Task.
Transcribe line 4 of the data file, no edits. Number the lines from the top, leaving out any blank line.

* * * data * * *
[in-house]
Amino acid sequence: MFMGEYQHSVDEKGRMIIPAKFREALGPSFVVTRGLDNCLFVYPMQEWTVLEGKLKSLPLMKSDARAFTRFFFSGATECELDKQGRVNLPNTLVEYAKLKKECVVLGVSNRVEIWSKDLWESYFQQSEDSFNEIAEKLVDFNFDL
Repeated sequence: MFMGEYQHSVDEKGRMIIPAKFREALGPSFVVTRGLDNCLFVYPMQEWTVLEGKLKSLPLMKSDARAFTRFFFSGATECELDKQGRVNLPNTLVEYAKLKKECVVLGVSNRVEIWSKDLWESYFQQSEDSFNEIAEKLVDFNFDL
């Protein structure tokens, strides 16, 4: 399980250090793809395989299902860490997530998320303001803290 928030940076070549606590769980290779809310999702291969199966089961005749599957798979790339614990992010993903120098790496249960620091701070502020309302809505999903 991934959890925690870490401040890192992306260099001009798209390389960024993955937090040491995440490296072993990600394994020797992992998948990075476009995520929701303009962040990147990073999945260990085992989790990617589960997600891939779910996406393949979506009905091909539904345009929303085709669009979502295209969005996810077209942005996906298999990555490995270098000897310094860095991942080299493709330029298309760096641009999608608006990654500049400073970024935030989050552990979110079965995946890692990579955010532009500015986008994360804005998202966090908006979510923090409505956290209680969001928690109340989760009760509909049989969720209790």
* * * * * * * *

């Protein structure tokens, strides 16, 4: 399980250090793809395989299902860490997530998320303001803290 928030940076070549606590769980290779809310999702291969199966089961005749599957798979790339614990992010993903120098790496249960620091701070502020309302809505999903 991934959890925690870490401040890192992306260099001009798209390389960024993955937090040491995440490296072993990600394994020797992992998948990075476009995520929701303009962040990147990073999945260990085992989790990617589960997600891939779910996406393949979506009905091909539904345009929303085709669009979502295209969005996810077209942005996906298999990555490995270098000897310094860095991942080299493709330029298309760096641009999608608006990654500049400073970024935030989050552990979110079965995946890692990579955010532009500015986008994360804005998202966090908006979510923090409505956290209680969001928690109340989760009760509909049989969720209790």